Adobong Hito

Adobong Hito is not only delicious and nutritious, but it’s also easy to make and budget-friendly, too.  The moist and succulent catfish is pan-fried until crisp and simmered in tangy and savory vinegar and soy sauce mixture until flavorful. Best enjoyed with steamed rice!

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Adobong Hito is a variety of Filipino adobo. It uses catfish and the usual adobo ingredients of soy sauce, vinegar, and aromatics, along with ginger to neutralize the fishy smell and tomatoes for an added layer of flavor.

Ingredient notes

  • Hito or catfish is a fresh-water fish with black skin and is very slippery. They are known to have a “beard” or “whiskers.” You can also use kanduli, which is another type of catfish and is silvery gray.
  • Calamansi and salt– removes the slimy gel that coats the catfish. You can also use vinegar in place of the calamansi.
  • Ginger– adds a tangy freshness, light spiciness, and warmth to the dish. It also neutralizes the fishy odor.
  • Vinegar– the acidity or sourness brightens the flavor of food.
  • Soy Sauce– adds umami and depth of flavor to the dish.
  • Roma Tomato– use ripe ones as they are sweeter and juicier
  • Sugar– helps balance the saltiness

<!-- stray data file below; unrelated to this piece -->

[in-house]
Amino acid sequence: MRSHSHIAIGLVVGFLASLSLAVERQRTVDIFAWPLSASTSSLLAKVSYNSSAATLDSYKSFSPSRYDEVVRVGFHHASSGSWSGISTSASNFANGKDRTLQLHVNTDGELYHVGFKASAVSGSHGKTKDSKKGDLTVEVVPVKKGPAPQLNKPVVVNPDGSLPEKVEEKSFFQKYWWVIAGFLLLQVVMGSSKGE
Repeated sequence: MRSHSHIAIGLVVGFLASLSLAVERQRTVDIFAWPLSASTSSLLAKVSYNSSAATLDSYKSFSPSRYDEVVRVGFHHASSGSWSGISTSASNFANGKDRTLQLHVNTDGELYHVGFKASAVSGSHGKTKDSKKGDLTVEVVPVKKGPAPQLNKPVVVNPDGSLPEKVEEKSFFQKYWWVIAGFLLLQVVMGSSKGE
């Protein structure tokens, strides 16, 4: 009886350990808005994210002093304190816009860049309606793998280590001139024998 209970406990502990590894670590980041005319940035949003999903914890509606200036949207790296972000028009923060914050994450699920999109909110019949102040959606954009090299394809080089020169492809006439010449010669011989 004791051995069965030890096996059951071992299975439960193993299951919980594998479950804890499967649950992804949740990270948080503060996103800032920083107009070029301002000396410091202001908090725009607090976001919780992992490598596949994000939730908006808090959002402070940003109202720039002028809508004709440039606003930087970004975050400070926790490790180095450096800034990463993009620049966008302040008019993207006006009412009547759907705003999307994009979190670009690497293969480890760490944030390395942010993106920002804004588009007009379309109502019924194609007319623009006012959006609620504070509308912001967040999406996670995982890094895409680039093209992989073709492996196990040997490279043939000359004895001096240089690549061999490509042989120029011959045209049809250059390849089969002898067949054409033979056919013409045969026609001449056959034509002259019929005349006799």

• Star Anise – adds a sweet-licorice-peppery taste
  • Dried bay leaves- adds aroma

How to prepare hito

Slimy Skin

  • Catfish have a mucus-covered skin instead of scales, which they use in cutaneous gas exchange (skin breathing/respiration). To remove the slimy film, rub the fish thoroughly with rock salt and let it sit for a few minutes. Scrape the salt off with a blunt knife. Rinse the fish with vinegar or calamansi juice and rub it again with salt. Lastly, rinse it very well with water.
  • If grilling the catfish, you can also clean the skin with wood ash (abo) if available.

Muddy Taste

  • They’re bottom-feeders and live in muddy, murky waters, and can take on a dirt taste or lasang putik. Buy from a reputable source to ensure the freshest fish.
  • You can choose farm-raised catfish which have a cleaner and milder flavor. If using wild-caught, you can scrub the fish with vinegar or calamansi juice to rid of the muddy taste.

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Quick Tips

  • Although you can cook the catfish straight in the adobo sauce, I recommend pan-frying it first to add crispiness and to keep it from falling apart when simmering in the sauce.
  • Cook off the strong vinegar flavor by allowing it to boil uncovered and without stirring for a few minutes before adding the soy sauce and water.

How to serve and store

  • Adobong hito is best served with steamed rice as the main entrée for lunch or dinner.  It’s also delicious as a pulutan with an ice-cold beer.
  • Store leftovers in a container with a tight-fitting lid. Refrigerate for up to 3 days.
  • Reheat in a pan over low heat or in the microwave at 2 to 3-minute intervals until thoroughly heated.

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